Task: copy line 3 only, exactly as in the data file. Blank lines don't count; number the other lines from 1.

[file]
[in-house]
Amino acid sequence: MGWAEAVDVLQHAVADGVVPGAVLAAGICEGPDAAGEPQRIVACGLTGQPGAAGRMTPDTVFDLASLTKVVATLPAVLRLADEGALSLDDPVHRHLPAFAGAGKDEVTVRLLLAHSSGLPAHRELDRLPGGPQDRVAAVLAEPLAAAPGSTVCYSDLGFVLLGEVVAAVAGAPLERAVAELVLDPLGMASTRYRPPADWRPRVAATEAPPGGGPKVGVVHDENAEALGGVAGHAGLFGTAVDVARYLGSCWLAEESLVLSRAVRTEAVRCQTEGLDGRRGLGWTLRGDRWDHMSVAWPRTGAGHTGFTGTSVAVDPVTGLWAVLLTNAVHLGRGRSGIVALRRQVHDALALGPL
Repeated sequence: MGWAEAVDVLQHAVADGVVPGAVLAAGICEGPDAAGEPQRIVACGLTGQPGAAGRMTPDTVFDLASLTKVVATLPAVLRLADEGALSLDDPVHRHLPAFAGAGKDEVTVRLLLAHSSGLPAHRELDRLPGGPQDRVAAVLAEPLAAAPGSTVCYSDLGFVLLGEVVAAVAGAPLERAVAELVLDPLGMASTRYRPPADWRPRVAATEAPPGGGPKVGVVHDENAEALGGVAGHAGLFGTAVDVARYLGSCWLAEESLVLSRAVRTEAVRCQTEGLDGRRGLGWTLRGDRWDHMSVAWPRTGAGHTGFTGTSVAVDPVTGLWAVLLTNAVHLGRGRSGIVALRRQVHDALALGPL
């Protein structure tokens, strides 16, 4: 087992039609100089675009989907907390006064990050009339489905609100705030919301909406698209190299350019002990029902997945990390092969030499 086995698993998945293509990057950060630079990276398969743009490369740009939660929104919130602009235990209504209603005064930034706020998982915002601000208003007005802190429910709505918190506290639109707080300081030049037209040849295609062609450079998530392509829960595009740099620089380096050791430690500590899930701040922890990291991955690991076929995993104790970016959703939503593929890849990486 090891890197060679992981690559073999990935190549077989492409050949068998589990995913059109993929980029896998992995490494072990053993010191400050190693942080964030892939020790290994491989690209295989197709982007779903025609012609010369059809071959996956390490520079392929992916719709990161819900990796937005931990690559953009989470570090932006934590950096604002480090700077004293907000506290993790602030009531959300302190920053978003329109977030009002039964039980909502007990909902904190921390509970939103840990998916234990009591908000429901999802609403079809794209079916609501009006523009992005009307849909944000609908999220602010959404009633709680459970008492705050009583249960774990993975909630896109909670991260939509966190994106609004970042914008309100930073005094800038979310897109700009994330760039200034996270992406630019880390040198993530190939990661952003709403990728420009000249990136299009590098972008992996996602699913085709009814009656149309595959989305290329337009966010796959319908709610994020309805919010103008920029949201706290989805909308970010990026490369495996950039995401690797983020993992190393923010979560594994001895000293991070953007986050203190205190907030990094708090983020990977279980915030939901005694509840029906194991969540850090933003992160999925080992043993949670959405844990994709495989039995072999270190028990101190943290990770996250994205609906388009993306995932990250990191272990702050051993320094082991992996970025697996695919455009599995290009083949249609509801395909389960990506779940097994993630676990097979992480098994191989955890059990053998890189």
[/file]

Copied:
Repeated sequence: MGWAEAVDVLQHAVADGVVPGAVLAAGICEGPDAAGEPQRIVACGLTGQPGAAGRMTPDTVFDLASLTKVVATLPAVLRLADEGALSLDDPVHRHLPAFAGAGKDEVTVRLLLAHSSGLPAHRELDRLPGGPQDRVAAVLAEPLAAAPGSTVCYSDLGFVLLGEVVAAVAGAPLERAVAELVLDPLGMASTRYRPPADWRPRVAATEAPPGGGPKVGVVHDENAEALGGVAGHAGLFGTAVDVARYLGSCWLAEESLVLSRAVRTEAVRCQTEGLDGRRGLGWTLRGDRWDHMSVAWPRTGAGHTGFTGTSVAVDPVTGLWAVLLTNAVHLGRGRSGIVALRRQVHDALALGPL